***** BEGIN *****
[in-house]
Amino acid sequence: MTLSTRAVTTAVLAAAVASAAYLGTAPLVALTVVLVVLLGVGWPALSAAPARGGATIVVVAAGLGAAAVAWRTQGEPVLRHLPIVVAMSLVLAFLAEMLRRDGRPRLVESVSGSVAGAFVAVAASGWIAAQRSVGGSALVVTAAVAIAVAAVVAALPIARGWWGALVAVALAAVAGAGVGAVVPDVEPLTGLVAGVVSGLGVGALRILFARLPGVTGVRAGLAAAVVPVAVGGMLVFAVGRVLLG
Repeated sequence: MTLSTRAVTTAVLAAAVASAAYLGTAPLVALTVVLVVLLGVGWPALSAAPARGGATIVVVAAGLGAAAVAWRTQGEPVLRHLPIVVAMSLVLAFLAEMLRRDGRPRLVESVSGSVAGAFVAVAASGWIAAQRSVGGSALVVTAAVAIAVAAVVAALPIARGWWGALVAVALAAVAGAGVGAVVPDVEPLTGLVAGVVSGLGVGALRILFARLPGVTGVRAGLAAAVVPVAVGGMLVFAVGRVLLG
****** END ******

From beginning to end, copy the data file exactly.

[in-house]
Amino acid sequence: MTLSTRAVTTAVLAAAVASAAYLGTAPLVALTVVLVVLLGVGWPALSAAPARGGATIVVVAAGLGAAAVAWRTQGEPVLRHLPIVVAMSLVLAFLAEMLRRDGRPRLVESVSGSVAGAFVAVAASGWIAAQRSVGGSALVVTAAVAIAVAAVVAALPIARGWWGALVAVALAAVAGAGVGAVVPDVEPLTGLVAGVVSGLGVGALRILFARLPGVTGVRAGLAAAVVPVAVGGMLVFAVGRVLLG
Repeated sequence: MTLSTRAVTTAVLAAAVASAAYLGTAPLVALTVVLVVLLGVGWPALSAAPARGGATIVVVAAGLGAAAVAWRTQGEPVLRHLPIVVAMSLVLAFLAEMLRRDGRPRLVESVSGSVAGAFVAVAASGWIAAQRSVGGSALVVTAAVAIAVAAVVAALPIARGWWGALVAVALAAVAGAGVGAVVPDVEPLTGLVAGVVSGLGVGALRILFARLPGVTGVRAGLAAAVVPVAVGGMLVFAVGRVLLG